Provincial ministers’ summer gabfest hands Trudeau a gift he could not refuse

, , Comments Off on Provincial ministers’ summer gabfest hands Trudeau a gift he could not refuse

A political pot fight is just what Justin Trudeau needs to shore up his left flank.


First published on Monday, July 24, 2017 in The Hill Times.


OTTAWA—The pot thickens.

The provincial ministers annual summer gabfest handed the prime minister a gift he could not refuse.

A political pot fight is just what Justin Trudeau needs to shore up his left flank.

Traditional New Democratic voters across the country fled their party to support the Liberals in the last election.

Some simply could not stomach the possibility of another term of Conservative government under Stephen Harper. They voted Liberal to block the Tories.

Others liked Liberal promises, including the pot legalization proposal and the claim that the current electoral system had run its course and would be replaced before the next election.

Promise No. 2 has been shelved indefinitely. When the parliamentary committee, chaired by the opposition, delivered a split decision on the matter, the governing Liberals abandoned any changes.

It was an open secret that the prime minister did not favour proportional voting, and would have preferred a change to a ranked ballot electoral change. When the committee excluded that option, the Liberals decided to make an early break from the well-publicized promise that, “We are committed to ensuring that the 2015 election will be the last federal election using first-past-the-post.”

The Trudeau team was banking on the fact that the electoral reform promise really only appealed to a narrow group of voters, mostly those who were already committed to their party of choice and unlikely to switch allegiance.

The pot promise, on the other hand, taps into a broad swathe of millennial voters whose recreational vice of choice is marijuana.

That younger voting cohort is spread across the country, and very motivated to punish any party that stands in the way of the legalization timetable.

It was not surprising that the proposal by the government of Manitoba to delay implementation was met with little support from most of the premiers.

The premiers’ framing of unresolved issues was also fairly revealing. Saskatchewan Premier Brad Wall, usually the most Conservative of premiers, appeared more concerned about revenue stream details than the safety issues emphasized by his only Conservative counterpart, Manitoba Premier Brian Pallister.

“Labelling, public health, who’s selling it, what’s the split, road safety—there is a great deal of issues here,” Wall said.

Despite public claims of fear for safety, the real issues seem to revolve around what jurisdictions will manage distribution and who benefits financially.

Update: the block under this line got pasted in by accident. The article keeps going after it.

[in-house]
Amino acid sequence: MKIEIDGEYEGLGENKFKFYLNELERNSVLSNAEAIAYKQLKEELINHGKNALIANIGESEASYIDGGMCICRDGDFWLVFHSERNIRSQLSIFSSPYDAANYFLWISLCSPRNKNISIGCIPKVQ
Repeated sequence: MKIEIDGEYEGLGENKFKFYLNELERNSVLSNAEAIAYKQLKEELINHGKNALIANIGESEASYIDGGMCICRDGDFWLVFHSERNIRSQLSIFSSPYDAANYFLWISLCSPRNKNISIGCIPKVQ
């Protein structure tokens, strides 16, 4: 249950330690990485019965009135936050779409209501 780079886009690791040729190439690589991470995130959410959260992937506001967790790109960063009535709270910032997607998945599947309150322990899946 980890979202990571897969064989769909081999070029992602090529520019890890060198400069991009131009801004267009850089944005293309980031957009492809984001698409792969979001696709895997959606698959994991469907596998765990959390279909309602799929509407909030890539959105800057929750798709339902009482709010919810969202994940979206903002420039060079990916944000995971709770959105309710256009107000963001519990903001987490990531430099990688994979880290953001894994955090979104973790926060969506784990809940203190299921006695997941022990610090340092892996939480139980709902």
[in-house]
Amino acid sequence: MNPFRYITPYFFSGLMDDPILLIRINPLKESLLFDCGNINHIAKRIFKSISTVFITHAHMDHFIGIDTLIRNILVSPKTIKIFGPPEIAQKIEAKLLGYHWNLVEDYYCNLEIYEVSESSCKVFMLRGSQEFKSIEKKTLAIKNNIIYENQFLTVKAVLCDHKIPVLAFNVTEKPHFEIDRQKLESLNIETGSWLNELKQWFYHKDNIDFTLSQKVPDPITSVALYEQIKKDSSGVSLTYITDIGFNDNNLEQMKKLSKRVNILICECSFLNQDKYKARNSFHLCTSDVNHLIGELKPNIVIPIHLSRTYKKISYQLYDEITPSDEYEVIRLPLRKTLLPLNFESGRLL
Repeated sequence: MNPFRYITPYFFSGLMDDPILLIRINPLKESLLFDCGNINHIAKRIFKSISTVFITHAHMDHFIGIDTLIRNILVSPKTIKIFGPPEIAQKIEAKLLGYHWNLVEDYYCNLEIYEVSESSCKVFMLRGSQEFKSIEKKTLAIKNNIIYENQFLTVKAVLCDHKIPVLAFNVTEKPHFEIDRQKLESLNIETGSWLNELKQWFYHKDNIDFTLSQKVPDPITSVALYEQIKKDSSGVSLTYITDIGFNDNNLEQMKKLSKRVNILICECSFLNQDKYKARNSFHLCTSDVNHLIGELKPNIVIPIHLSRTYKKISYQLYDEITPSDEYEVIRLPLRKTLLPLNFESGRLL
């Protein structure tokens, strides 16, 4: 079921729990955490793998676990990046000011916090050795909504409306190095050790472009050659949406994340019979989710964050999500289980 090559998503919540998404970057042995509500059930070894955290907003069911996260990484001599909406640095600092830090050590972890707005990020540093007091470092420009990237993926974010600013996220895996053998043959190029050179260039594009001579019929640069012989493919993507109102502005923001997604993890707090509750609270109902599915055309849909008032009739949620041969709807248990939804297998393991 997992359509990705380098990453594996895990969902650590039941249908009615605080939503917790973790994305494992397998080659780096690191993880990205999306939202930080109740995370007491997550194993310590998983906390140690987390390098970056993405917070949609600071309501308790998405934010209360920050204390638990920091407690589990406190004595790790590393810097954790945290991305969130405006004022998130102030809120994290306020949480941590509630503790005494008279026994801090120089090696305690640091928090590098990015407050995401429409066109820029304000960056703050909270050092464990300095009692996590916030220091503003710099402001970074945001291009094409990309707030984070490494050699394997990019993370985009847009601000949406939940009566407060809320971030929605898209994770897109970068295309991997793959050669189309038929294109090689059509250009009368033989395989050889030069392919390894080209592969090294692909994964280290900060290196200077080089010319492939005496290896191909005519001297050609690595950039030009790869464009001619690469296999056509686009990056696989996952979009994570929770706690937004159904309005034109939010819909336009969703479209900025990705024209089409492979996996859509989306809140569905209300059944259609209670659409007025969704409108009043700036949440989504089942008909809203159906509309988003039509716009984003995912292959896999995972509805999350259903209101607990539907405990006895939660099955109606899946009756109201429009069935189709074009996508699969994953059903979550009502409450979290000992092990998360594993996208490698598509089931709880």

Road safety issues can be challenged because, presumably, today’s highways are already crawling with pot-smoking drivers currently securing their product illegally. There is scant evidence that legalization measures will promote a spike in the number of users or potential pothead drivers on the road.

There is evidence that the regulation and distribution decisions will be an economic boon to governments, and the provinces want to solidify their bargaining power in an effort to claim a bigger share of the literal pot.

Premier Brian Gallant of New Brunswick characterized the legalization as an “economic opportunity.”

And he is right. The biggest fight revolves around the splits, which is why some cities are already making noises that they need to be compensated directly for the costs associated with legalization.

That approach ignores any costs associated with the current system. The rational behind legalizing pot is to break the monopoly currently enjoyed by criminals, who upsell their young clients to encourage more addicts and include deadly pills in their repertoire of sales items. Legalization should save money in the long term.

The popularity of marijuana use was not lost on premiers. Manitoba stood alone in its demand for an immediate delay in the implementation timetable.

The rest kept that option open but left enough wiggle room for the federal Liberals to drive a truck through.

Trudeau will be the lead driver. He would love nothing better than a fight with any premier who attempts to delay the implementation date.

That fight would simply solidify Liberal support amongst wavering voters who are disappointed in the government’s reversal on first-past-the post changes.

It could provide a direct foil to NDP premiers in Alberta and British Columbia, who cannot afford to fight too hard against the Canada Day deadline next year.

Most Liberal premiers were guarded in their response to Premier Pallister’s proposal for delay. They were tepid in public statements but did leave the door open to potential delay, if the negotiations hit an impasse.

If money is the only sticking point, premiers cannot afford to overplay their hand for fear of a voter backlash.

The premiers delivered Trudeau a battle royal.


Sheila Copps is a former Jean Chrétien-era cabinet minister and a former deputy prime minister. Follow her on Twitter at @Sheila_Copps.